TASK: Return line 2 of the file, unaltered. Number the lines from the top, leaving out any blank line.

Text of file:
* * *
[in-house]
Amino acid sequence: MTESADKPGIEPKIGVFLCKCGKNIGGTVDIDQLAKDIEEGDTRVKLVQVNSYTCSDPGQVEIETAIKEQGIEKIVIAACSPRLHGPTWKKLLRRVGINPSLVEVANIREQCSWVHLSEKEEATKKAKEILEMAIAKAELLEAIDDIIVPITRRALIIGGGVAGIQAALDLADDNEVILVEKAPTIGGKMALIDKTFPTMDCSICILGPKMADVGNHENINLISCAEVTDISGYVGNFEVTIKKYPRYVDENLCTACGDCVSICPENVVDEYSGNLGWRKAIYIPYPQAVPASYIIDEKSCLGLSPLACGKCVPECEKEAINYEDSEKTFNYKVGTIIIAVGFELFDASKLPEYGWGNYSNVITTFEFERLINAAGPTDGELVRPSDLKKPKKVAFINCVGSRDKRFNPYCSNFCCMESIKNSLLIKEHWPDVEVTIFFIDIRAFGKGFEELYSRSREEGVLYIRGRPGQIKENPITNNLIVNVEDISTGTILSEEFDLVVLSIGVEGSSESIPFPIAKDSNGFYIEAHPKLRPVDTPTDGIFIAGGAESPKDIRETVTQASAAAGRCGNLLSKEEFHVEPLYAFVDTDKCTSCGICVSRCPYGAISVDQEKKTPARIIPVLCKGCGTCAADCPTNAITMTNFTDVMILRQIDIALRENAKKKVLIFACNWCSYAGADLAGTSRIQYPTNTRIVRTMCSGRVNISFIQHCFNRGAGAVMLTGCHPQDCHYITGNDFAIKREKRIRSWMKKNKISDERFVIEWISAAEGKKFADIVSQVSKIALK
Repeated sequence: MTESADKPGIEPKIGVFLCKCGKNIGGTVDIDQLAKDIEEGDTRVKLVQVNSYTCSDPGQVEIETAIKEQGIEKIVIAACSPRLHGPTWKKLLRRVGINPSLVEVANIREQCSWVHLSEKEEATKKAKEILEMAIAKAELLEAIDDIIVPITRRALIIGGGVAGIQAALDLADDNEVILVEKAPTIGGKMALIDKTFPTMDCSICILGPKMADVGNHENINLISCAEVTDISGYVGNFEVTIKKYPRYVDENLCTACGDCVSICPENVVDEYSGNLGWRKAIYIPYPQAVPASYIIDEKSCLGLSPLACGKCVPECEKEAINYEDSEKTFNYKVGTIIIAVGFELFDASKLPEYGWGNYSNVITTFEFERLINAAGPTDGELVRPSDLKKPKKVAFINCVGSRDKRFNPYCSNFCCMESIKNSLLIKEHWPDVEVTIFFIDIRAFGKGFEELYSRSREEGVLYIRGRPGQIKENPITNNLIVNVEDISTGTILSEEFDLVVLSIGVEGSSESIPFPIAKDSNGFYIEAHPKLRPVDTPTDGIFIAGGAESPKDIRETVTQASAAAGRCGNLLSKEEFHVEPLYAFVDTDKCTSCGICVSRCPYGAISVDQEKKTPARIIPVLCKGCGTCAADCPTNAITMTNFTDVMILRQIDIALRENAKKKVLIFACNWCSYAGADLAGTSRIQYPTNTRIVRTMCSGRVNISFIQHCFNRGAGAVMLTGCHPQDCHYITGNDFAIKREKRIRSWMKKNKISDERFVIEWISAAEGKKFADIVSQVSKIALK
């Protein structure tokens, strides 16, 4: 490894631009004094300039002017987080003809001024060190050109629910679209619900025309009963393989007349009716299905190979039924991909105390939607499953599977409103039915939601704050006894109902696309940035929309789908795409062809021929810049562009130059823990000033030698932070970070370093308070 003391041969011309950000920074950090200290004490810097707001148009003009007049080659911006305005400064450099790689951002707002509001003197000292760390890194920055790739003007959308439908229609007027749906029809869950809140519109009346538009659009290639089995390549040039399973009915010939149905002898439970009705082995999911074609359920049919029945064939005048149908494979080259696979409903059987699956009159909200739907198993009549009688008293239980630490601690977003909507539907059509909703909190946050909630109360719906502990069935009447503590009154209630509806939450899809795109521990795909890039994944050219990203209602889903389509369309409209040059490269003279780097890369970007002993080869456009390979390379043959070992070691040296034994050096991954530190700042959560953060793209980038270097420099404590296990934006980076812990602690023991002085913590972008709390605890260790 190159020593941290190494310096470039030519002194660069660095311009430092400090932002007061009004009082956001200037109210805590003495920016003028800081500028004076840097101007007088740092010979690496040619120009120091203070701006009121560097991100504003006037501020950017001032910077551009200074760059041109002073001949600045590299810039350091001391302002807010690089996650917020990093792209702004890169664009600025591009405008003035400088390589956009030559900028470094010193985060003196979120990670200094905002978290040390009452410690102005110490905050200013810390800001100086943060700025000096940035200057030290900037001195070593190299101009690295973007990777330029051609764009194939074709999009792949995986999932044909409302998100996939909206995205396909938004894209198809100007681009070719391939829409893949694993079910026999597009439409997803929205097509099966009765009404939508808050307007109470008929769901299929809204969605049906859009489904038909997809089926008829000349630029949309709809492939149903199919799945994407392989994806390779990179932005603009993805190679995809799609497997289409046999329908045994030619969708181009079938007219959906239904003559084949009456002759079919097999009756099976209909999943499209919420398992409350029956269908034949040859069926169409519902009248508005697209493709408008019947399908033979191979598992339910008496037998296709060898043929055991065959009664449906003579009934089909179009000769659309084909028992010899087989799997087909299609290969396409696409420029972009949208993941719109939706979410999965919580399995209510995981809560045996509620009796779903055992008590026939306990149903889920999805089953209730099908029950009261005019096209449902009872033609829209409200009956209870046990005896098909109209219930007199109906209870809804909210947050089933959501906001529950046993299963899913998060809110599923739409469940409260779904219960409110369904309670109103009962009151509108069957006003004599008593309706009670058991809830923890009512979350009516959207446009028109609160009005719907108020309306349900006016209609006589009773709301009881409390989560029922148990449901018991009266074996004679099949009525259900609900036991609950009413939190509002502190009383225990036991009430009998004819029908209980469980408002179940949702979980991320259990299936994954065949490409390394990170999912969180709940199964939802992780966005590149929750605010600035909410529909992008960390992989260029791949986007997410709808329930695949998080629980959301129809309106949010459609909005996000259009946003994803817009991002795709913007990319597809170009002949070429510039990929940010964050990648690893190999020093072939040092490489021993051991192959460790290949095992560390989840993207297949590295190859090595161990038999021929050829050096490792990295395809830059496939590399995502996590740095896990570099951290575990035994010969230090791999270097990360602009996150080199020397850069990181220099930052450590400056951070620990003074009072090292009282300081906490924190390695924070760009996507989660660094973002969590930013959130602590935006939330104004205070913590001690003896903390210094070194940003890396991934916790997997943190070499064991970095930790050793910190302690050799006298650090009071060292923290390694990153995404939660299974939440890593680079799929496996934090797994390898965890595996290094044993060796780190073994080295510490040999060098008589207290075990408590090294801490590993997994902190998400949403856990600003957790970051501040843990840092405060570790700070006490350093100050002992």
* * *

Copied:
Amino acid sequence: MTESADKPGIEPKIGVFLCKCGKNIGGTVDIDQLAKDIEEGDTRVKLVQVNSYTCSDPGQVEIETAIKEQGIEKIVIAACSPRLHGPTWKKLLRRVGINPSLVEVANIREQCSWVHLSEKEEATKKAKEILEMAIAKAELLEAIDDIIVPITRRALIIGGGVAGIQAALDLADDNEVILVEKAPTIGGKMALIDKTFPTMDCSICILGPKMADVGNHENINLISCAEVTDISGYVGNFEVTIKKYPRYVDENLCTACGDCVSICPENVVDEYSGNLGWRKAIYIPYPQAVPASYIIDEKSCLGLSPLACGKCVPECEKEAINYEDSEKTFNYKVGTIIIAVGFELFDASKLPEYGWGNYSNVITTFEFERLINAAGPTDGELVRPSDLKKPKKVAFINCVGSRDKRFNPYCSNFCCMESIKNSLLIKEHWPDVEVTIFFIDIRAFGKGFEELYSRSREEGVLYIRGRPGQIKENPITNNLIVNVEDISTGTILSEEFDLVVLSIGVEGSSESIPFPIAKDSNGFYIEAHPKLRPVDTPTDGIFIAGGAESPKDIRETVTQASAAAGRCGNLLSKEEFHVEPLYAFVDTDKCTSCGICVSRCPYGAISVDQEKKTPARIIPVLCKGCGTCAADCPTNAITMTNFTDVMILRQIDIALRENAKKKVLIFACNWCSYAGADLAGTSRIQYPTNTRIVRTMCSGRVNISFIQHCFNRGAGAVMLTGCHPQDCHYITGNDFAIKREKRIRSWMKKNKISDERFVIEWISAAEGKKFADIVSQVSKIALK